Pathological activation of PKC has been previously reported in the aorta, heart (10), kidney (11), and retina (12, 13) in diabetic animals. The activation of PKC was also found to be closely related to the development of complications of diabetes such as atherosclerosis, retinopathy, and nephropathy (14, 15). Three pathways for PKC activation in diabetes have been proposed. These include increased diacylglycerol formation through de novo synthesis from glucose (10, 16), oxidative stress (17), and receptor for advanced glycation end products (RAGE) ligands such as advanced glycation end products (AGE) and S100/calgranulin polypeptides (18). RAGE, which is a member of the Ig superfamily, is a G-protein-linked cell surface receptor. RAGE binds to multiple ligands including AGE (19), members of the S100/calgranulin family of proinflammatory cytokines (20), the β sheet of amyloid, and amphoterin (21). Both AGE proteins and S100/calgranulins are increased in diabetes (22, 23, 24). There is a growing body of evidence suggesting that RAGE-mediated events lead to cellular dysfunction and development of diabetic complications (25). For example, AGE and S100B can elicit proinflammatory cytokine secretion from mononuclear phagocytes (26), which has been implicated in the etiopathogenesis of diabetic complications including atherosclerosis (27, 28), retinopathy (29, 30, 31, 32, 33), nephropathy (34, 35), and impaired wound healing (36). The exact cellular mechanisms through which AGE-RAGE interactions mediate the effects of hyperglycemia and how these relate to PKC activation, however, are not known.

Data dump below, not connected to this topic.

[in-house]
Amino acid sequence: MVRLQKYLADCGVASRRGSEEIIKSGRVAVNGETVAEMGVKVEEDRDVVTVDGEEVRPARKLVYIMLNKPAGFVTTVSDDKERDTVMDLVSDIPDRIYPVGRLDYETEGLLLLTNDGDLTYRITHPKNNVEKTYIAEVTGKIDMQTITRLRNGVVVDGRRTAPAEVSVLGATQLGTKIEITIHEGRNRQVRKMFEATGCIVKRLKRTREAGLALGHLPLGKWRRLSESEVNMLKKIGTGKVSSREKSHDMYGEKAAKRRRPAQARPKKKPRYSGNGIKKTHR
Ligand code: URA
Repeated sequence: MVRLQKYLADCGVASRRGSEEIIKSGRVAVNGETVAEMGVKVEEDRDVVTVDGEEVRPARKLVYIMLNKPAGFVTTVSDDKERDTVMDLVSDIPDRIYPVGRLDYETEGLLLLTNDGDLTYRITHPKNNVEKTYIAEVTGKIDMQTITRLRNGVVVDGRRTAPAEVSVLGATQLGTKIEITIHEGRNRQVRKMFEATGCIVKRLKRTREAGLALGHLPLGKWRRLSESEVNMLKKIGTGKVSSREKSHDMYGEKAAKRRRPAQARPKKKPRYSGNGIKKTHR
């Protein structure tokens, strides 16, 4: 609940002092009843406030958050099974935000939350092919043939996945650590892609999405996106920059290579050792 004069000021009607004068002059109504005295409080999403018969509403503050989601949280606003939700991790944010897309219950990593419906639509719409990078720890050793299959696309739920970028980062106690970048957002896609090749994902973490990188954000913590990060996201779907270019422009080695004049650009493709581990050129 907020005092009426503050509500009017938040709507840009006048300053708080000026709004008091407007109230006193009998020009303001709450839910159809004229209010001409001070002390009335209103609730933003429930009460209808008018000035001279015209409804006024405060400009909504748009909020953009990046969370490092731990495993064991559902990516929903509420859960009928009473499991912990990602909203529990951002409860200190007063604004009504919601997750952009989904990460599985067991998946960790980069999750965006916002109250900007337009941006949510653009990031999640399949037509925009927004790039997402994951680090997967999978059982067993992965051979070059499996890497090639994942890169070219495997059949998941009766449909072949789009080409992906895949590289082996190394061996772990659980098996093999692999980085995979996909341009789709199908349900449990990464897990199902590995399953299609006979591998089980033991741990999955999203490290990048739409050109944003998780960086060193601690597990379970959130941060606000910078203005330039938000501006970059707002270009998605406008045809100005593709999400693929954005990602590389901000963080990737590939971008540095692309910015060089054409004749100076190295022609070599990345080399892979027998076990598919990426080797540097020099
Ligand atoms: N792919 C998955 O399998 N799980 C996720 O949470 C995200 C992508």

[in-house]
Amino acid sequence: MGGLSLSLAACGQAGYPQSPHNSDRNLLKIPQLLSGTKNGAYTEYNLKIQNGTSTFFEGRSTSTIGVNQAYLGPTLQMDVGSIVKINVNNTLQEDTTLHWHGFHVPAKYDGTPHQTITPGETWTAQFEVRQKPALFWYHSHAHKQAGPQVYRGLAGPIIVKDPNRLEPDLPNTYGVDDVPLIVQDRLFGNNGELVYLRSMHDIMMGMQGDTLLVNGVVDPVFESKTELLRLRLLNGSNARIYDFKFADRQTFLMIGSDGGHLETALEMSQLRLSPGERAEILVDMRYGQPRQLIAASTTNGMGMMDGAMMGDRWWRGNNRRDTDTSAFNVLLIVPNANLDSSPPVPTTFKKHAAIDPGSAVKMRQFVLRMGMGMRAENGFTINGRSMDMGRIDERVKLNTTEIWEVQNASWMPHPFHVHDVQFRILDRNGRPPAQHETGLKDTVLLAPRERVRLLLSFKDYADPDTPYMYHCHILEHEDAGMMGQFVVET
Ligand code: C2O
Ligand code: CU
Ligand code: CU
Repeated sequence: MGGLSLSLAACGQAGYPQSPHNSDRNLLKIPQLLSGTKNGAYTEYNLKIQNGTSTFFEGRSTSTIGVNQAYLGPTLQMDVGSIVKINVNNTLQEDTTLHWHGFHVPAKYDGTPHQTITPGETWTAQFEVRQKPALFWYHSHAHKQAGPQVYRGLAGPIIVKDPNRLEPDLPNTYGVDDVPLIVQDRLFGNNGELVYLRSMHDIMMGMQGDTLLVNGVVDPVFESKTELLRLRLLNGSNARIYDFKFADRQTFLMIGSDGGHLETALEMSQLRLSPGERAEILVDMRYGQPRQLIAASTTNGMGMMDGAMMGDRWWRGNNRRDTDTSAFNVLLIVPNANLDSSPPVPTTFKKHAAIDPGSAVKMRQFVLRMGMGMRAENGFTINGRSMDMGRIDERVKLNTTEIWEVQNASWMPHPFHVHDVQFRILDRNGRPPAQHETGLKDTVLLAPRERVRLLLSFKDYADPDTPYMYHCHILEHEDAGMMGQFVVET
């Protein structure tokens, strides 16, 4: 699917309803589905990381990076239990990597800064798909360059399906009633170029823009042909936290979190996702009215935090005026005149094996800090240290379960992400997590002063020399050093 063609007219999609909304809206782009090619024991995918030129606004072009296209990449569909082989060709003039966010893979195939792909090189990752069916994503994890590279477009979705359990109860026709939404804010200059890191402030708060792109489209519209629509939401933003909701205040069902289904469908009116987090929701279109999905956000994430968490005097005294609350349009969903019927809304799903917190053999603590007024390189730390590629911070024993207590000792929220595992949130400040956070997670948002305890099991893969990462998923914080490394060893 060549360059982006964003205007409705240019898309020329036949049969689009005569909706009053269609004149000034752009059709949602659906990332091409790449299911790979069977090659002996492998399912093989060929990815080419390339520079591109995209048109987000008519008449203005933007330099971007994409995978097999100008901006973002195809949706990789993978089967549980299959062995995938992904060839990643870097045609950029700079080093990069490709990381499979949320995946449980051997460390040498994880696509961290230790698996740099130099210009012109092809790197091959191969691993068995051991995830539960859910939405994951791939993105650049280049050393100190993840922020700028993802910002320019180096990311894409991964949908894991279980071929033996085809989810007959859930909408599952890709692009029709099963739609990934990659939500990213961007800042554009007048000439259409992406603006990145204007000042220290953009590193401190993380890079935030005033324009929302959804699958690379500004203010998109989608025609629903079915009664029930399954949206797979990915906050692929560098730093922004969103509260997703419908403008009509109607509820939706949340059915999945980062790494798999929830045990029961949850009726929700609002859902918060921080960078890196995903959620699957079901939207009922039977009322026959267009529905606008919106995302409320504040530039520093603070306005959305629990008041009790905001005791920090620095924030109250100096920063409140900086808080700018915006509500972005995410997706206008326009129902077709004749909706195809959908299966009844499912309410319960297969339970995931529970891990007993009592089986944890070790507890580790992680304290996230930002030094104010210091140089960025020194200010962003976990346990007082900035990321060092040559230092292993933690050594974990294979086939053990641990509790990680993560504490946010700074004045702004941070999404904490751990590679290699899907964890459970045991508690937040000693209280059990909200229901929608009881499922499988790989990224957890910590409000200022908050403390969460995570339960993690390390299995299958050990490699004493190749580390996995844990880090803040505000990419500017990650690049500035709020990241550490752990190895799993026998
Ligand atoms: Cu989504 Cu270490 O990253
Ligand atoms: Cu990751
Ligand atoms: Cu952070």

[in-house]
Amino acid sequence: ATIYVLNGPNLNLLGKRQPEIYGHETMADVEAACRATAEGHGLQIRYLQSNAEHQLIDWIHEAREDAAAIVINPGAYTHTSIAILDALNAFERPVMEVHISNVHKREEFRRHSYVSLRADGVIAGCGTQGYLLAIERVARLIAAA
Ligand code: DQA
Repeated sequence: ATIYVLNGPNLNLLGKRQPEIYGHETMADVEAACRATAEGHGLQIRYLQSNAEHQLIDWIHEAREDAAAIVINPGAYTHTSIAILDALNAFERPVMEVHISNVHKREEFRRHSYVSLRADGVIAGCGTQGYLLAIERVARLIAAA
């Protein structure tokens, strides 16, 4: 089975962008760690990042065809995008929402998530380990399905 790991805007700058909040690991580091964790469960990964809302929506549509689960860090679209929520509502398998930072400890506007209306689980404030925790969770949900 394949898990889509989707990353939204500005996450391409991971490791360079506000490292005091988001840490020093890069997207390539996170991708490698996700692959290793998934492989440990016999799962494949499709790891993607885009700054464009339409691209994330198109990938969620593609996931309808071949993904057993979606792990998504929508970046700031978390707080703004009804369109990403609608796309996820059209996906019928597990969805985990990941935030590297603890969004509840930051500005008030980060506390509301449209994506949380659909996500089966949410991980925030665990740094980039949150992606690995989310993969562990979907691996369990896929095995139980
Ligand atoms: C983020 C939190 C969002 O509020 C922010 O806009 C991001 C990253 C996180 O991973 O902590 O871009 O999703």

To investigate the PKC activation under hyperglycemic conditions, we have used a relatively newly developed Ab, phospho-(Ser) PKC substrate Ab (p-PKC(s)) to detect the phosphorylation of PKC substrates. This Ab detects phosphoserine or threonine in a typical sequence context specific for the substrate of the conventional PKC isoforms (α, βI, βII, γ). The substrate sequence contains serine or threonine, with arginine or lysine at the −3, −2, and +2 positions, and hydrophobic amino acids at position +1. Its capability to identify potential substrates of PKC such as MARCKS and the 47-kDa subunit of the phagocyte oxidase (p47phox) was confirmed in polymorphonuclear leukocytes (37). Using this Ab, we were able to identify the unique phosphorylation of a 40-kDa protein, identified as pleckstrin. Characterization of the RAGE signaling pathway revealed pleckstrin as a critical intermediate in elevated cytokine secretion by mononuclear phagocytes of diabetics.
Materials and Methods